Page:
You simply need a small amount of live rock or sand to seed the aquarium with germs. It’s ideal for putting dry rock or sand in your aquarium. To introduce the bacteria, use a small piece of live rock or a little scoop of live sand. As long as you have a source of ammonia. This bacteria will quickly spread across your tank’s whole surface, including the dry rock and sand. A liquid bacterium supplement is another option for populating the tank.

Liquid bacteria products aren’t all created equal. In an aquarium, some formulations contain microorganisms and enzymes that require time to grow and become abundant. Brightwell Aquatics MicroBacter7 is one of our favorites. Dr. Tim’s One and Only or Fritz Aquatics Turbo Start are two options if you truly want to jumpstart the cycle process. Contains live nitrifying bacteria that will get to work right away in your aquarium.


As long as ammonia is present, these products will operate. They can also help speed up the process of preparing the aquarium for the addition of fish and corals. Follow the manufacturer’s directions carefully, regardless of the brand of bio additive you choose. Each of the instructions is distinct, containing different microorganism quantities and species. One thing to keep in mind is that aquariors frequently utilize both liquid nitrifiers and live rock and sand. This is because you want to do everything you can to get a diverse and healthy bacteria community in the aquarium as soon as possible.

Obtaining bacteria from a variety of sources in huge quantities can only aid the process.

You’ll need a source of ammonia after you’ve added live bacteria to the tank. Some aquarists may add a live fish and allow it to naturally produce ammonia. Feed the fish in moderation and keep an eye on the ammonia and nitrite levels. However, this may expose the fish to ammonia or nitrite poisoning. This is why, during the cycle process, you should choose a robust fish.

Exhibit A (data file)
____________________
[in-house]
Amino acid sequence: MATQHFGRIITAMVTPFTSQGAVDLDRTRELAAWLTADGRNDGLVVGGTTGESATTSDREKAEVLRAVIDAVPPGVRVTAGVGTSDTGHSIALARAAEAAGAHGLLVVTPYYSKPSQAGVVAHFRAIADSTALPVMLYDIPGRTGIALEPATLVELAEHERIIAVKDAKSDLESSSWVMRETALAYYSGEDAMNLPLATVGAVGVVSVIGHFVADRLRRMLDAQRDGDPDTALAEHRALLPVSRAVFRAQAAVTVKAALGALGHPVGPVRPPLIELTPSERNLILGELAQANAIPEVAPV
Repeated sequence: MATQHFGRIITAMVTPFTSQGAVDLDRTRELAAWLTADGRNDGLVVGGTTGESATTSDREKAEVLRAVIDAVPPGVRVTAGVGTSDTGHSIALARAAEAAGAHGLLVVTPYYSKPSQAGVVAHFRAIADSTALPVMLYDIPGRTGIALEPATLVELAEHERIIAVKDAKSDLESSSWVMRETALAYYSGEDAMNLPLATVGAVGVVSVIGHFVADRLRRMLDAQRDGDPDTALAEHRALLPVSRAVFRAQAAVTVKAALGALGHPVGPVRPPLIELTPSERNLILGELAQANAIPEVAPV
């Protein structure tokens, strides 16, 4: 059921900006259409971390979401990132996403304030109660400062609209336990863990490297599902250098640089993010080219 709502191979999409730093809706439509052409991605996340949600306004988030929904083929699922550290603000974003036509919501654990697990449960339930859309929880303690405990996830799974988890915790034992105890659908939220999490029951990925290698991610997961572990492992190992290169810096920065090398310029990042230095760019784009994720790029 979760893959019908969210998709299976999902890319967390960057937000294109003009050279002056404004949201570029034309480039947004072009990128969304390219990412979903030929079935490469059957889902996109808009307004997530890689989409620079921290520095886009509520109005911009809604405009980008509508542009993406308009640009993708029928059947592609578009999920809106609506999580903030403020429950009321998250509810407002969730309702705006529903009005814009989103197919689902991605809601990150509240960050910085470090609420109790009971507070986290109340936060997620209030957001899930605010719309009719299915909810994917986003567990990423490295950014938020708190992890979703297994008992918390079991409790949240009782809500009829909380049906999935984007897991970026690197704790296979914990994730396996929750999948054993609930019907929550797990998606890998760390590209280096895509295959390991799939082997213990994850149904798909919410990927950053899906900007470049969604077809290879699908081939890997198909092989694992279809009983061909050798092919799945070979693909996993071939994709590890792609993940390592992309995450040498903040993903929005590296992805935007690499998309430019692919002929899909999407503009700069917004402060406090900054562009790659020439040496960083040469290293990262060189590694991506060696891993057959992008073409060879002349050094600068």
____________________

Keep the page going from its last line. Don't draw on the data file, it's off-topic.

The fishless cycle intended to allow the biofilter to mature before adding marine life. Before adding livestock, this approach relies on a greater initial ammonia dose to force feed the bacteria and establish a substantial biofilter. Some aquarists place a piece of shrimp or phantom feed fish food in the aquarium.

Ammonia released as the meal decomposes. Another option is to fill the tank with a prepared ammonia solution.

Dr. Tim’s Ammonium Chloride has created specifically for ammonia addition. Should used in conjunction with a nitrifying bacteria supplement like Dr. Tim’s One and Only. Depending on the viability of the seed germs, the aquarium can take up to six weeks to complete the cycle. Nitrifying bacteria are slow-growing bacteria.

They divide and form larger colonies in response to ammonia and nitrite. So, especially if you’re doing a fishless cycle, count on four to six weeks.

The most important thing is to remain patient. Allow the bacteria to perform their work, and you may monitor the process with test kits. It’s crucial to keep this in mind as you add more livestock. To cope with the increased ammonia levels, the biofilter must adapt and develop. After a successful cycle, I usually recommend one or two fish every other week.

By staggering livestock additions, you can avoid overcrowding the aquarium with nutrients. This strategy provides the bacteria plenty of time to establish themselves and keep up with the extra waste in the tank. In this age of rapid gratification, some enthusiasts are concerned that the tank may not cycle or simply become impatient and add animals too soon. Don’t be that guy, as I and countless of others who have had aquariums before me have learned. It will only result in the death of animals and frustration.

Simply set up the tank, add your bacteria, and a source of ammonia. After that, wait a few weeks before evaluating your parameters.